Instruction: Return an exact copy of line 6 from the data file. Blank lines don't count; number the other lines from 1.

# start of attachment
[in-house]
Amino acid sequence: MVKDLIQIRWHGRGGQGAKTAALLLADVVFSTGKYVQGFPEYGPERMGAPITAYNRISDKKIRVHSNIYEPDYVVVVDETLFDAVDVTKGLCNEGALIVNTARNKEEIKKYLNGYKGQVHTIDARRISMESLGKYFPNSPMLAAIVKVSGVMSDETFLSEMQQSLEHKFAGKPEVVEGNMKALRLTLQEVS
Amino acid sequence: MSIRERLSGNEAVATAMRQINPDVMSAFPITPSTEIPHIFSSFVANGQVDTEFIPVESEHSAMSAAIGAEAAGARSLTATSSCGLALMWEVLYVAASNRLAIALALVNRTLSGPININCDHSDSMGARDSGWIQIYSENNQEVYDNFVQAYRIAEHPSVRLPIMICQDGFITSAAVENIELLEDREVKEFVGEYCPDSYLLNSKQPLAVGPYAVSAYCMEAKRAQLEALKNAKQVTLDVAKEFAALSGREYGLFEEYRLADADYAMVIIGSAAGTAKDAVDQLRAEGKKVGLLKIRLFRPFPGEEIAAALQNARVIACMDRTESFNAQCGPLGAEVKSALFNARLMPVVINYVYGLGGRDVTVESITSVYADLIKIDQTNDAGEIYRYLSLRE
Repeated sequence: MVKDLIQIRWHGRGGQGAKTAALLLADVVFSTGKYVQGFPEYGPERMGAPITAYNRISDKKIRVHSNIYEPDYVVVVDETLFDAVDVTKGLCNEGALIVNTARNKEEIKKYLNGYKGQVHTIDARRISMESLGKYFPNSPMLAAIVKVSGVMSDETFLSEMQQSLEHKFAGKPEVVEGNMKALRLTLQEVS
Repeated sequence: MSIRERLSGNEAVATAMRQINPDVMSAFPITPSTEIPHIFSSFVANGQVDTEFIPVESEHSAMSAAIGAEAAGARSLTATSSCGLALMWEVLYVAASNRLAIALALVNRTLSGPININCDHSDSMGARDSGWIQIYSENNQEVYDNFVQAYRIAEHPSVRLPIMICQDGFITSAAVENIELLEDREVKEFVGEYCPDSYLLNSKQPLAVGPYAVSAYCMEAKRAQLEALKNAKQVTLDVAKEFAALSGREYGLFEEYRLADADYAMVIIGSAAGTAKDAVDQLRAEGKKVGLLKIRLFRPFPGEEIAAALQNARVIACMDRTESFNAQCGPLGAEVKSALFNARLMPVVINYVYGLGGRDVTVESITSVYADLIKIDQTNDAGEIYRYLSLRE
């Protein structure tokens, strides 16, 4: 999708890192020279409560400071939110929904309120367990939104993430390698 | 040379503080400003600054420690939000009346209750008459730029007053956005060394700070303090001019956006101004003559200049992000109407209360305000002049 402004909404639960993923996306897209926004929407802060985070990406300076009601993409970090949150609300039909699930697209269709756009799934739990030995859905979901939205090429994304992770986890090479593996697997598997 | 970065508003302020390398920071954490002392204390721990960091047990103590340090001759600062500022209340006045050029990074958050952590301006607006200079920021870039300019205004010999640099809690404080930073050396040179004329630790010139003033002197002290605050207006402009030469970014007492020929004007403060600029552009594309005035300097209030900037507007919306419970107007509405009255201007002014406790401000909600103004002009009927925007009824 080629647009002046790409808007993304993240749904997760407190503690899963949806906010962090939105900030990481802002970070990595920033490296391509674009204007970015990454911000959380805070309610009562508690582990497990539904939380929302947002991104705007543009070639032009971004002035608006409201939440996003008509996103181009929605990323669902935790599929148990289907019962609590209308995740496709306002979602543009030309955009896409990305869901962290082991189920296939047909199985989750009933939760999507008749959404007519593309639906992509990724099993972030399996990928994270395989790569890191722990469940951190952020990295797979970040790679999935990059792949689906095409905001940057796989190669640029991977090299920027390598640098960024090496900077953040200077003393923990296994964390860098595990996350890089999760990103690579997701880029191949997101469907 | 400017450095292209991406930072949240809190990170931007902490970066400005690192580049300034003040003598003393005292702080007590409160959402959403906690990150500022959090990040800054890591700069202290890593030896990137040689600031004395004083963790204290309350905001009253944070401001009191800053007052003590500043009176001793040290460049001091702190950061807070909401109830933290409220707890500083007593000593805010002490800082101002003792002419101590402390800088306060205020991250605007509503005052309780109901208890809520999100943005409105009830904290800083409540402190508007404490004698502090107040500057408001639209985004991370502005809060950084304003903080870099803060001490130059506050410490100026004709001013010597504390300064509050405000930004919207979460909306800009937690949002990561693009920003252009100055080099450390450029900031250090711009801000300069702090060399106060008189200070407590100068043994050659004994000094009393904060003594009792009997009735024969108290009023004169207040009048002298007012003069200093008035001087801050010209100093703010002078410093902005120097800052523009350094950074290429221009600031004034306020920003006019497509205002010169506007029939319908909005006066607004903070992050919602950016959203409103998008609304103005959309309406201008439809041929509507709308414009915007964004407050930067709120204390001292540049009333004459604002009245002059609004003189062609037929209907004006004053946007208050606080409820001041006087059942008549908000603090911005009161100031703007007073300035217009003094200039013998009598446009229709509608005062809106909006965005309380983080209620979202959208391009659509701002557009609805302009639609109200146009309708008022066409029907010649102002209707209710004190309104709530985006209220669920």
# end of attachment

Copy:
């Protein structure tokens, strides 16, 4: 999708890192020279409560400071939110929904309120367990939104993430390698 | 040379503080400003600054420690939000009346209750008459730029007053956005060394700070303090001019956006101004003559200049992000109407209360305000002049 402004909404639960993923996306897209926004929407802060985070990406300076009601993409970090949150609300039909699930697209269709756009799934739990030995859905979901939205090429994304992770986890090479593996697997598997 | 970065508003302020390398920071954490002392204390721990960091047990103590340090001759600062500022209340006045050029990074958050952590301006607006200079920021870039300019205004010999640099809690404080930073050396040179004329630790010139003033002197002290605050207006402009030469970014007492020929004007403060600029552009594309005035300097209030900037507007919306419970107007509405009255201007002014406790401000909600103004002009009927925007009824 080629647009002046790409808007993304993240749904997760407190503690899963949806906010962090939105900030990481802002970070990595920033490296391509674009204007970015990454911000959380805070309610009562508690582990497990539904939380929302947002991104705007543009070639032009971004002035608006409201939440996003008509996103181009929605990323669902935790599929148990289907019962609590209308995740496709306002979602543009030309955009896409990305869901962290082991189920296939047909199985989750009933939760999507008749959404007519593309639906992509990724099993972030399996990928994270395989790569890191722990469940951190952020990295797979970040790679999935990059792949689906095409905001940057796989190669640029991977090299920027390598640098960024090496900077953040200077003393923990296994964390860098595990996350890089999760990103690579997701880029191949997101469907 | 400017450095292209991406930072949240809190990170931007902490970066400005690192580049300034003040003598003393005292702080007590409160959402959403906690990150500022959090990040800054890591700069202290890593030896990137040689600031004395004083963790204290309350905001009253944070401001009191800053007052003590500043009176001793040290460049001091702190950061807070909401109830933290409220707890500083007593000593805010002490800082101002003792002419101590402390800088306060205020991250605007509503005052309780109901208890809520999100943005409105009830904290800083409540402190508007404490004698502090107040500057408001639209985004991370502005809060950084304003903080870099803060001490130059506050410490100026004709001013010597504390300064509050405000930004919207979460909306800009937690949002990561693009920003252009100055080099450390450029900031250090711009801000300069702090060399106060008189200070407590100068043994050659004994000094009393904060003594009792009997009735024969108290009023004169207040009048002298007012003069200093008035001087801050010209100093703010002078410093902005120097800052523009350094950074290429221009600031004034306020920003006019497509205002010169506007029939319908909005006066607004903070992050919602950016959203409103998008609304103005959309309406201008439809041929509507709308414009915007964004407050930067709120204390001292540049009333004459604002009245002059609004003189062609037929209907004006004053946007208050606080409820001041006087059942008549908000603090911005009161100031703007007073300035217009003094200039013998009598446009229709509608005062809106909006965005309380983080209620979202959208391009659509701002557009609805302009639609109200146009309708008022066409029907010649102002209707209710004190309104709530985006209220669920």